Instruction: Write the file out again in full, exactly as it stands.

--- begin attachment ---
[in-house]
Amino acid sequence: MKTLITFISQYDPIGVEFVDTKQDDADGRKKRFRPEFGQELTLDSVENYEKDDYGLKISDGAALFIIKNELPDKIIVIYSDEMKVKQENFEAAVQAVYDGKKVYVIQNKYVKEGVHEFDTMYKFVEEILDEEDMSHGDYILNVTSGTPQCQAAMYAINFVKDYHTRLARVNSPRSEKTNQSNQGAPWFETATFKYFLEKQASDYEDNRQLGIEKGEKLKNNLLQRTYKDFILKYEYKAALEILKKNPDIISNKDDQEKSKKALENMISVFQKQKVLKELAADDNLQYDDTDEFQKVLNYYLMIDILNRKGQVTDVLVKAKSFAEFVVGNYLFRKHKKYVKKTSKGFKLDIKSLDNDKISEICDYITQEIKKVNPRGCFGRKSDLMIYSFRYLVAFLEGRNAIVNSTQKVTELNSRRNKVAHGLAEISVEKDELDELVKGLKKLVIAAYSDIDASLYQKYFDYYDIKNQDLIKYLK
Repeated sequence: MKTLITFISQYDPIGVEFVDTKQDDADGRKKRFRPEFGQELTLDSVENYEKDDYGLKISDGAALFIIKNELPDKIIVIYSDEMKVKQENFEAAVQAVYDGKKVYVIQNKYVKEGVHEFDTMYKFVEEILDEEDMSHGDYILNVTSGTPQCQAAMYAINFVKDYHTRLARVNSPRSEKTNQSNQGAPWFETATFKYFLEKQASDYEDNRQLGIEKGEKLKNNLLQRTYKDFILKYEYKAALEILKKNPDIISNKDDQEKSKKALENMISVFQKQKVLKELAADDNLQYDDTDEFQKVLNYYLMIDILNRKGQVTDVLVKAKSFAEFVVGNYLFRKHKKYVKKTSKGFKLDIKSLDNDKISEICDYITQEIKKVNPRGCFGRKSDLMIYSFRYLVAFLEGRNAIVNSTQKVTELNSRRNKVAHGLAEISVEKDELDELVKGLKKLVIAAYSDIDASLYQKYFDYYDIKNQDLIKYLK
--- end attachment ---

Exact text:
[in-house]
Amino acid sequence: MKTLITFISQYDPIGVEFVDTKQDDADGRKKRFRPEFGQELTLDSVENYEKDDYGLKISDGAALFIIKNELPDKIIVIYSDEMKVKQENFEAAVQAVYDGKKVYVIQNKYVKEGVHEFDTMYKFVEEILDEEDMSHGDYILNVTSGTPQCQAAMYAINFVKDYHTRLARVNSPRSEKTNQSNQGAPWFETATFKYFLEKQASDYEDNRQLGIEKGEKLKNNLLQRTYKDFILKYEYKAALEILKKNPDIISNKDDQEKSKKALENMISVFQKQKVLKELAADDNLQYDDTDEFQKVLNYYLMIDILNRKGQVTDVLVKAKSFAEFVVGNYLFRKHKKYVKKTSKGFKLDIKSLDNDKISEICDYITQEIKKVNPRGCFGRKSDLMIYSFRYLVAFLEGRNAIVNSTQKVTELNSRRNKVAHGLAEISVEKDELDELVKGLKKLVIAAYSDIDASLYQKYFDYYDIKNQDLIKYLK
Repeated sequence: MKTLITFISQYDPIGVEFVDTKQDDADGRKKRFRPEFGQELTLDSVENYEKDDYGLKISDGAALFIIKNELPDKIIVIYSDEMKVKQENFEAAVQAVYDGKKVYVIQNKYVKEGVHEFDTMYKFVEEILDEEDMSHGDYILNVTSGTPQCQAAMYAINFVKDYHTRLARVNSPRSEKTNQSNQGAPWFETATFKYFLEKQASDYEDNRQLGIEKGEKLKNNLLQRTYKDFILKYEYKAALEILKKNPDIISNKDDQEKSKKALENMISVFQKQKVLKELAADDNLQYDDTDEFQKVLNYYLMIDILNRKGQVTDVLVKAKSFAEFVVGNYLFRKHKKYVKKTSKGFKLDIKSLDNDKISEICDYITQEIKKVNPRGCFGRKSDLMIYSFRYLVAFLEGRNAIVNSTQKVTELNSRRNKVAHGLAEISVEKDELDELVKGLKKLVIAAYSDIDASLYQKYFDYYDIKNQDLIKYLK